Latest News

Below are our latest news on important news and events relating to policy changes and issues affecting farmworkers and their families.

April 02, 2016

Many farmworkers in the United States are paid the minimum wage and therefore will benefit from the minimum wage increases that California and New York plan to adopt. Farmworker Justice applauds California’s and New York State’s actions and all of the workers and advocates who fought hard for the increases. However, we are somewhat disappointed with the shortcomings in the New York legislation and even in California there is more policy change needed.

Farmworker Justice is pleased that the California legislation will boost wages for workers statewide from the current $10.00 an hour to $10.50 in January and gradually up to $15.00 by 2022 and will be adjusted annually for inflation after that. While some farmworkers earn more than the minimum wage, the increase will affect tens of thousands of California farmworkers.

California legislators should now pass the bill extending overtime pay to agricultural workers, who deserve equality with other workers.

While workers in New York will also receive a sorely needed minimum wage increase above the current $9.00 per hour, Governor Cuomo compromised on the minimum wage for upstate New York, where the minimum wage will increase by $0.70 a year going up to only $12.50 by 2021. There are many farms, as well as urban areas, in upstate New York. New York City’s minimum wage will increase to $15 by the end of 2018. New York City’s suburbs will be given a few more years to reach the $15 minimum.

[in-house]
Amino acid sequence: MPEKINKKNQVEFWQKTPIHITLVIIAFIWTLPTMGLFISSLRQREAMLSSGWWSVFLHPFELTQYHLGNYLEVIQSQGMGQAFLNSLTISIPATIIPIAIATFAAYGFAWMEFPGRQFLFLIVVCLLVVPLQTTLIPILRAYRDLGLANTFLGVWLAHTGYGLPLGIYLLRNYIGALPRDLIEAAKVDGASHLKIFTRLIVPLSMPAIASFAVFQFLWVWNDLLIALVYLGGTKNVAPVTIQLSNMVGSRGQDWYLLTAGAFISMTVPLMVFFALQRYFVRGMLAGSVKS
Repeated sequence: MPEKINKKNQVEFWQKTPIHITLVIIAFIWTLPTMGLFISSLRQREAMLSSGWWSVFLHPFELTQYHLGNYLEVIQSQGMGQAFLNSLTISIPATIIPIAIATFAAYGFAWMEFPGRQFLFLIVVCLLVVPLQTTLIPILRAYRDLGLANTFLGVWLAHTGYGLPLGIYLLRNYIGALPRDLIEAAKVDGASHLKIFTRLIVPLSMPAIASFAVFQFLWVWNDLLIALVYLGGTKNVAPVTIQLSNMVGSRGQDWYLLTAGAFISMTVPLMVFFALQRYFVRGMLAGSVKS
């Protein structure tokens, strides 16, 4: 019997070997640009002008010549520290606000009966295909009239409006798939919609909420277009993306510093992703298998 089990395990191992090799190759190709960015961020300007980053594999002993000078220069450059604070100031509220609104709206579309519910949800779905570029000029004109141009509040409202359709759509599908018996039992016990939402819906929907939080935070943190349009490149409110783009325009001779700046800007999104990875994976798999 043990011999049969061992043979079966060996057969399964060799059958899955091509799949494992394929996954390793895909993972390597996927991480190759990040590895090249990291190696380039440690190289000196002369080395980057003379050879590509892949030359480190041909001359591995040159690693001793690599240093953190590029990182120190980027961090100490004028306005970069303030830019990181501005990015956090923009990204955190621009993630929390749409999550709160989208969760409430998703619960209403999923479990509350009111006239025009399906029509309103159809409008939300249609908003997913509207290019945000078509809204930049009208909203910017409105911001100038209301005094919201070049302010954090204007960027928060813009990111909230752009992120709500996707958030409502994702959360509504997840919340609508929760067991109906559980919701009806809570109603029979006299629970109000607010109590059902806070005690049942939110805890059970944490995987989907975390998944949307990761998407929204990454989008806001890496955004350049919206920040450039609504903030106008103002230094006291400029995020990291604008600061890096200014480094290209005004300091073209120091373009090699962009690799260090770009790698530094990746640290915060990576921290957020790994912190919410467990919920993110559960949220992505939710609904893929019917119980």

According to media reports, the New York budget deal also “includes $30 million set aside to help farmers pay the higher wage to workers.” That money could be better spent improving farmworkers’ conditions and enforcement of their rights.

The NY Farm Bureau expressed strong opposition to the bill, even after the subsidy was announced. Growers’ claims of the effects of wage increases on food production are overblown. Agricultural labor economist and professor at UC-Davis Philip Martin, predicts that if farmworker wages go up by 47%, household grocery bills would go up just $21.15 a year, or $1.76 a month. Moreover, California is by far the most successful agricultural state and has a higher minimum wage, collective bargaining rights for farmworkers and other labor protections.